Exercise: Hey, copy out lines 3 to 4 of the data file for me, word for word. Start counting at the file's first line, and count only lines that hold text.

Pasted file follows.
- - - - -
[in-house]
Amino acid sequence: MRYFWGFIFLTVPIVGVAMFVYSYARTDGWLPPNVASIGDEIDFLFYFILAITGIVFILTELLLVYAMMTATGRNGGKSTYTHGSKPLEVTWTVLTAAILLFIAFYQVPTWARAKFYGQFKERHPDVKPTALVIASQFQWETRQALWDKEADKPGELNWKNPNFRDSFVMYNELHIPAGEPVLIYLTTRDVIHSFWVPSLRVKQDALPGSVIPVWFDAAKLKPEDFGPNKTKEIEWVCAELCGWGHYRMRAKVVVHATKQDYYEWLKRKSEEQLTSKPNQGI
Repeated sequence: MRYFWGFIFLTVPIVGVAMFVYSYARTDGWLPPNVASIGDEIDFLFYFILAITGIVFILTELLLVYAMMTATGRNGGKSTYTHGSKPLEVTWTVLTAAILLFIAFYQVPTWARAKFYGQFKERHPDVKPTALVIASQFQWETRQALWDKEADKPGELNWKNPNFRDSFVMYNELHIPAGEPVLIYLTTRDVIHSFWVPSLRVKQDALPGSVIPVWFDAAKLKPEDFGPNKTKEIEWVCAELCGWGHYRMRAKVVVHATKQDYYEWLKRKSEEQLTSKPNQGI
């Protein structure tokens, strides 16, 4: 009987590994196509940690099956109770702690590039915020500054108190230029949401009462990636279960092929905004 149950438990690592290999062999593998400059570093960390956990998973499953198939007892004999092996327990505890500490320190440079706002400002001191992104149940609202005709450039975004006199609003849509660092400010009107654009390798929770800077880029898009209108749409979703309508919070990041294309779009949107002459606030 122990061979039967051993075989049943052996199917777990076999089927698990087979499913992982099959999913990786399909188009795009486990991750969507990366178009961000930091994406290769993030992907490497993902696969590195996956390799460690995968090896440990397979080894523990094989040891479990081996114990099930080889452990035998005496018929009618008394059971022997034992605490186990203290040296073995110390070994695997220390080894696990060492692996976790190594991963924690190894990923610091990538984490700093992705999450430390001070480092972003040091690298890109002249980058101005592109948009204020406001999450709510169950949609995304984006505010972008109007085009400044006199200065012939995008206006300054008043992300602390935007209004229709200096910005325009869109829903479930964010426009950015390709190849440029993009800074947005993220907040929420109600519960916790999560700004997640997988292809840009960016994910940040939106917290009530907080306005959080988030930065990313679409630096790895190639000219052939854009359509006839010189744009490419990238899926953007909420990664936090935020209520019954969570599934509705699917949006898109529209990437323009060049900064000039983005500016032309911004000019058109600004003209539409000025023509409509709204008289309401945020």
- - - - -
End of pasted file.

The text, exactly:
Repeated sequence: MRYFWGFIFLTVPIVGVAMFVYSYARTDGWLPPNVASIGDEIDFLFYFILAITGIVFILTELLLVYAMMTATGRNGGKSTYTHGSKPLEVTWTVLTAAILLFIAFYQVPTWARAKFYGQFKERHPDVKPTALVIASQFQWETRQALWDKEADKPGELNWKNPNFRDSFVMYNELHIPAGEPVLIYLTTRDVIHSFWVPSLRVKQDALPGSVIPVWFDAAKLKPEDFGPNKTKEIEWVCAELCGWGHYRMRAKVVVHATKQDYYEWLKRKSEEQLTSKPNQGI
């Protein structure tokens, strides 16, 4: 009987590994196509940690099956109770702690590039915020500054108190230029949401009462990636279960092929905004 149950438990690592290999062999593998400059570093960390956990998973499953198939007892004999092996327990505890500490320190440079706002400002001191992104149940609202005709450039975004006199609003849509660092400010009107654009390798929770800077880029898009209108749409979703309508919070990041294309779009949107002459606030 122990061979039967051993075989049943052996199917777990076999089927698990087979499913992982099959999913990786399909188009795009486990991750969507990366178009961000930091994406290769993030992907490497993902696969590195996956390799460690995968090896440990397979080894523990094989040891479990081996114990099930080889452990035998005496018929009618008394059971022997034992605490186990203290040296073995110390070994695997220390080894696990060492692996976790190594991963924690190894990923610091990538984490700093992705999450430390001070480092972003040091690298890109002249980058101005592109948009204020406001999450709510169950949609995304984006505010972008109007085009400044006199200065012939995008206006300054008043992300602390935007209004229709200096910005325009869109829903479930964010426009950015390709190849440029993009800074947005993220907040929420109600519960916790999560700004997640997988292809840009960016994910940040939106917290009530907080306005959080988030930065990313679409630096790895190639000219052939854009359509006839010189744009490419990238899926953007909420990664936090935020209520019954969570599934509705699917949006898109529209990437323009060049900064000039983005500016032309911004000019058109600004003209539409000025023509409509709204008289309401945020």